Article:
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Publication Briefs

Veterans' Communication Preferences for Primary Care Needs

Health information that is exchanged in a comfortable, convenient, and preferred manner has the potential to influence healthcare choices and outcomes. Computer/Internet use represents a promising method of healthcare communication between patients and providers and has the potential to increase access to healthcare. Nearly 60% of U.S. adults use the Internet to look for healthcare information; however, limited information has been published about Veterans' use of computers and the Internet. This study examined computer and Internet use by Veterans in order to better understand patient preferences for health communication methods to meet a variety of primary care needs — and to assess the impact of computer use frequency on these preferences. Investigators conducted telephone interviews with 448 Veterans who received primary care at 14 VAMCs nationwide (urban and rural) in 2010. Interview questions focused on demographic and health characteristics, computer use, Internet use, and preferred methods of communicating with primary care providers for a number of healthcare-related reasons.


  • Overall, 54% of the Veterans in this study reported being regular computer users (daily, 2-3 times per week, or once per week). On average, a greater proportion of infrequent users (2-3 times per month, less than once per month, or do not typically use a computer) were male, older, and in fair/poor health compared to regular users.
  • Among Veteran primary care patients, telephone communication was preferred for the majority of primary care issues, including general medical questions, medication questions and refills, as well as preventive care reminders, scheduling, and test results. In-person visits were preferred for new medical conditions, concerns about ongoing conditions, treatment instructions, and information about next steps in care.
  • Of regular computer users, about 1/3 preferred electronic communication (email or Internet portal, including MyHealtheVet) for preventive care reminders (37%), test results (34%), and prescription refills (32%).
  • Veterans who used the Internet did so for a variety of reasons, with e-mail (85%) and accessing health information (39%) among the top two.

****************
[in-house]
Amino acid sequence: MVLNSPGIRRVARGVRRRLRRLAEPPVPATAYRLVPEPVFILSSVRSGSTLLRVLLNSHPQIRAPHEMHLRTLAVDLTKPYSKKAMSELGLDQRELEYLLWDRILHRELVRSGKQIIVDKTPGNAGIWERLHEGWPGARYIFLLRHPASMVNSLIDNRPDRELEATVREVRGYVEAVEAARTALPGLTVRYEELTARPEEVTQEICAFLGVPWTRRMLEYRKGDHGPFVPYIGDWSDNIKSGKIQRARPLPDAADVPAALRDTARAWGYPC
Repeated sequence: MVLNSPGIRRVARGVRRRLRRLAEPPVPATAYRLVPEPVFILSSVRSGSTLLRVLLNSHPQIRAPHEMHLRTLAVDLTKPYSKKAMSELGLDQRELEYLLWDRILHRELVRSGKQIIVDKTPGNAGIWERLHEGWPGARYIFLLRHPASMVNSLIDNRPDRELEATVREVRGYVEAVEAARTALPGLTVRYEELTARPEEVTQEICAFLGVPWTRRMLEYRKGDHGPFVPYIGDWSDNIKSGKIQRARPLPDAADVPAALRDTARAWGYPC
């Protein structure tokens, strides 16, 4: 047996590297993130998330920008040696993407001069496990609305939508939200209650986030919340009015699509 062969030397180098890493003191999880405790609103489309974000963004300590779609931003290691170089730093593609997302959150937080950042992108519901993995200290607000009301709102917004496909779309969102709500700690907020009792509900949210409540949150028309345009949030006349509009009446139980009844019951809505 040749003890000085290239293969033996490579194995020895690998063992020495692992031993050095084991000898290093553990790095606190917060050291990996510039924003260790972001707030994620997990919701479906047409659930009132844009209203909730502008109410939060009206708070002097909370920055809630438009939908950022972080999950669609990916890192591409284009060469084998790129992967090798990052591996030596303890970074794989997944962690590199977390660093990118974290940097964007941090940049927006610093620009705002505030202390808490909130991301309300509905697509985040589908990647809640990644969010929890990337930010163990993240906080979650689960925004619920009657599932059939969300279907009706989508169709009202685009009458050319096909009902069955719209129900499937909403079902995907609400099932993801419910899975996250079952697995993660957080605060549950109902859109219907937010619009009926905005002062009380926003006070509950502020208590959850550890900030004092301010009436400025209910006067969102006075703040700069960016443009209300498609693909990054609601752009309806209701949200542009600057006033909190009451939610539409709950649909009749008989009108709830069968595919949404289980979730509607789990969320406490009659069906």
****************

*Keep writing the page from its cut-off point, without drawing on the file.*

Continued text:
• These findings can be used to plan patient-centered care that is aligned with Veterans' preferred health communication methods.


  • Responses were self-report, which could cause recall bias.
  • Lack of additional information about phone use (landline, cellular phone, smart phone) might be a limitation because patient communication preferences may differ for individuals based on the type of phone they typically use and the manner in which they use it (e.g., Internet access via phone).

Drs. LaVela, Locatelli, Gawron, and Weaver are part of HSR&D's Center for Management of Complex Chronic Care, Hines, IL. Dr. Schectman and Mr. Gering are part of VA's Office of Systems Redesign.

PubMed Logo LaVela SL, Schectman G, Gering J, Locatelli S, Gawron A, and Weaver FM. Understanding Health Care Communication Preferences of Veteran Primary Care Users. Patient Education and Counseling September 2012;88(3):420-26.

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What are HSR Publication Briefs?

HSR requires notification by HSR-funded investigators about all articles accepted for publication. These journal articles are reviewed by HSR and publication briefs or summaries are written for a select number of articles that are then forwarded to VHA Central Office leadership to keep them informed about important findings or information. Articles to be summarized are selected by HSR based on timeliness of the findings, interest of leadership, or potential impact on the organization. Publication briefs are written for only a small number of HSR published articles. Visit the HSR citations database for a complete listing of HSR articles and presentations.

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